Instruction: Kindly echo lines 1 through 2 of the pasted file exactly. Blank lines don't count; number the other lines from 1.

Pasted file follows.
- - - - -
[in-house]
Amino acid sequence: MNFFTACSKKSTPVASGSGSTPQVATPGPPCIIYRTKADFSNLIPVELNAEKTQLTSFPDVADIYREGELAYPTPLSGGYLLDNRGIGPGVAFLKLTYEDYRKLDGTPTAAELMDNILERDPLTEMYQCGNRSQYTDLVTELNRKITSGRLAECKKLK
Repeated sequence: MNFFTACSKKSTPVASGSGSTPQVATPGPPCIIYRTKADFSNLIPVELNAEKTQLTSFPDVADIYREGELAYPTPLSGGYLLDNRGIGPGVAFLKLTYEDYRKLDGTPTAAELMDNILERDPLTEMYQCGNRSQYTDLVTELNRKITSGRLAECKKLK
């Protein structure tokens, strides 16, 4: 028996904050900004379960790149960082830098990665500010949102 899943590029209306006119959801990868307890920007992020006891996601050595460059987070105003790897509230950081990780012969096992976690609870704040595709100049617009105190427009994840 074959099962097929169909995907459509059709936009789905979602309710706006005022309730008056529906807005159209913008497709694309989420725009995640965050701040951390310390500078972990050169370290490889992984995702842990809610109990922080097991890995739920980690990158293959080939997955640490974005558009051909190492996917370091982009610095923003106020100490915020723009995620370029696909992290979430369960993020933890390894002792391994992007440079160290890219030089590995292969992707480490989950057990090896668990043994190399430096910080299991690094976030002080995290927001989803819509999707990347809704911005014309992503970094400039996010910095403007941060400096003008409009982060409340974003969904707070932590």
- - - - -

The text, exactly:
[in-house]
Amino acid sequence: MNFFTACSKKSTPVASGSGSTPQVATPGPPCIIYRTKADFSNLIPVELNAEKTQLTSFPDVADIYREGELAYPTPLSGGYLLDNRGIGPGVAFLKLTYEDYRKLDGTPTAAELMDNILERDPLTEMYQCGNRSQYTDLVTELNRKITSGRLAECKKLK